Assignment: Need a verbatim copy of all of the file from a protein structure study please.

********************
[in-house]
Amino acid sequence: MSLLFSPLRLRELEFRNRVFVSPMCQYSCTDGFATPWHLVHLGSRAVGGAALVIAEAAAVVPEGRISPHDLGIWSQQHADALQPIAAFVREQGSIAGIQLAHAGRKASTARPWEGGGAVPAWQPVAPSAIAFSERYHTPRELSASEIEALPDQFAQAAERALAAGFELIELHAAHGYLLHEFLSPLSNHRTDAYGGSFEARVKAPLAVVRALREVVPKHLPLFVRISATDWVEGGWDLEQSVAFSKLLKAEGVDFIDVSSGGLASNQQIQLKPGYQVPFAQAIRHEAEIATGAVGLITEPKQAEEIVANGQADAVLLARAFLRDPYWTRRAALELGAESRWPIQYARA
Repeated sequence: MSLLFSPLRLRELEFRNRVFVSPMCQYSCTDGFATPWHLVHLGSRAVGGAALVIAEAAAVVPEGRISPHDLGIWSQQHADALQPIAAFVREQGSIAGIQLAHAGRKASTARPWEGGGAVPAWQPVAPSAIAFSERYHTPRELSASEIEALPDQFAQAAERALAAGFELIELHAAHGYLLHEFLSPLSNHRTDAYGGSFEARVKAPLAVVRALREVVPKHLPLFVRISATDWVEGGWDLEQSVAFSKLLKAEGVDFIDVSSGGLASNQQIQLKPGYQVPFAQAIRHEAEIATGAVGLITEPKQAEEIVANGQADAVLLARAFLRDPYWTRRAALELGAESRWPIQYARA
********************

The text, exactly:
[in-house]
Amino acid sequence: MSLLFSPLRLRELEFRNRVFVSPMCQYSCTDGFATPWHLVHLGSRAVGGAALVIAEAAAVVPEGRISPHDLGIWSQQHADALQPIAAFVREQGSIAGIQLAHAGRKASTARPWEGGGAVPAWQPVAPSAIAFSERYHTPRELSASEIEALPDQFAQAAERALAAGFELIELHAAHGYLLHEFLSPLSNHRTDAYGGSFEARVKAPLAVVRALREVVPKHLPLFVRISATDWVEGGWDLEQSVAFSKLLKAEGVDFIDVSSGGLASNQQIQLKPGYQVPFAQAIRHEAEIATGAVGLITEPKQAEEIVANGQADAVLLARAFLRDPYWTRRAALELGAESRWPIQYARA
Repeated sequence: MSLLFSPLRLRELEFRNRVFVSPMCQYSCTDGFATPWHLVHLGSRAVGGAALVIAEAAAVVPEGRISPHDLGIWSQQHADALQPIAAFVREQGSIAGIQLAHAGRKASTARPWEGGGAVPAWQPVAPSAIAFSERYHTPRELSASEIEALPDQFAQAAERALAAGFELIELHAAHGYLLHEFLSPLSNHRTDAYGGSFEARVKAPLAVVRALREVVPKHLPLFVRISATDWVEGGWDLEQSVAFSKLLKAEGVDFIDVSSGGLASNQQIQLKPGYQVPFAQAIRHEAEIATGAVGLITEPKQAEEIVANGQADAVLLARAFLRDPYWTRRAALELGAESRWPIQYARA